So, I sent them out – dressed down to Nate’s minion underwear and Sam’s diaper – out the front door as quickly as possible with two bottles of bubbles while I tried to clean up. Did I mention it was raining? Bubbles are soapy. Rain is wet. Plan B: outdoor shower.
Race car kit. I like to keep some new puzzles and other activities on hand for such rainy days, so a few weeks ago, while Sam napped and Nate sulked around the house, I pulled out a race car kit I had gotten at the dollar store. It came with a track and stickers and markers and glitter to decorate it. I thought I could make it last all afternoon: after we decorate it, we can race it! Instead, three and a half minutes later, Nate told me he was finished and asked to do something else.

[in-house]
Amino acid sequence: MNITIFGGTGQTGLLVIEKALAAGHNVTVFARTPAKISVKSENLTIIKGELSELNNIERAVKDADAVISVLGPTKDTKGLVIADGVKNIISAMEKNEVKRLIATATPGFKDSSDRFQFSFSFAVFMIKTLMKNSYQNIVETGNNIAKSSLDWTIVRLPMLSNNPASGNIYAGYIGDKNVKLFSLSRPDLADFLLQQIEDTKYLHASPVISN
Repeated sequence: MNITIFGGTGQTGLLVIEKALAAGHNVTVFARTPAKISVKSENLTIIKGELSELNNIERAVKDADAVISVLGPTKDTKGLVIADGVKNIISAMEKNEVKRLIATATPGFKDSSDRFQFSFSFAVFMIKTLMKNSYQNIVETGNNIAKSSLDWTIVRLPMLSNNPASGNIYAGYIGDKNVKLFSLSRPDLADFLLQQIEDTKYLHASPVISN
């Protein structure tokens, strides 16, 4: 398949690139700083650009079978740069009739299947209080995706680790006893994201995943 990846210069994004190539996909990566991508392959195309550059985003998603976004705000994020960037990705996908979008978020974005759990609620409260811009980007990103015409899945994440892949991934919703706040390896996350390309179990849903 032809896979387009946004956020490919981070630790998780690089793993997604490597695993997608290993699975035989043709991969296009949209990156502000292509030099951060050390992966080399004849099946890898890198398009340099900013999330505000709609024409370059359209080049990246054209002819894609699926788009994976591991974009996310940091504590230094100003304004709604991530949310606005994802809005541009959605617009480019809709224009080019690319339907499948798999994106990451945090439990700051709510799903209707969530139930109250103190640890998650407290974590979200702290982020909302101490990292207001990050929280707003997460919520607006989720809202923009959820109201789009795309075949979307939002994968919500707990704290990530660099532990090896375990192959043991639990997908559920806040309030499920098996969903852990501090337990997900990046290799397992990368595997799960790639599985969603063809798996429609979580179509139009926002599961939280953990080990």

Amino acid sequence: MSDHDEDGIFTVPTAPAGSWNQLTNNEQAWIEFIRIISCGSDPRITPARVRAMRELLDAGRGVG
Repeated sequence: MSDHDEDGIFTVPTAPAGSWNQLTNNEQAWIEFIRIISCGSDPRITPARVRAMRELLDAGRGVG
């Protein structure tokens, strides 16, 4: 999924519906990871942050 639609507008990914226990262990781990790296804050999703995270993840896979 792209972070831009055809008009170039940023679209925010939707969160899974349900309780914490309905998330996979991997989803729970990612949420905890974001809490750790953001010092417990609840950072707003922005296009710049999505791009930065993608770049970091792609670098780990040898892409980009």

“Mom…I want…I’m gonna go practice my ninja moves with my sais.”
Nate’s teachers at school have told me similar stories. They “invite” him to do art, but he often declines, content to work on a puzzle or race matchbox cars instead. And when he does bring his masterpieces home, they’re pretty minimalist: a couple dollops of paint here and there, maybe a scrap of paper glued to another piece. He explains it to me and I pretend to care, but it’s just so crappy.
And what am I supposed to do with all these gems anyway? Our refrigerator is only so big, and they fall off anyway when Sam, desperate for some chocolate milk or apple slices, swings the door open with too much force. Then, they slide underneath the fridge or we ice skate around on them, too busy to pick them up.
Once, just before guests were to arrive, I swept up a large stack of them, collected from school and from Story Time, and shoved them in the kitchen cabinet behind a crudité platter and the blender where they remain to this day. And I think that officially classifies me as a hoarder.
“Art and works of art do not make an artist; sense and enthusiasm and intuition do.” – Karl Wilhelm Friedrich Schlegel
Well, if that quote is true, than Nate and Sam are definitely not artists. And it seems that neither am I.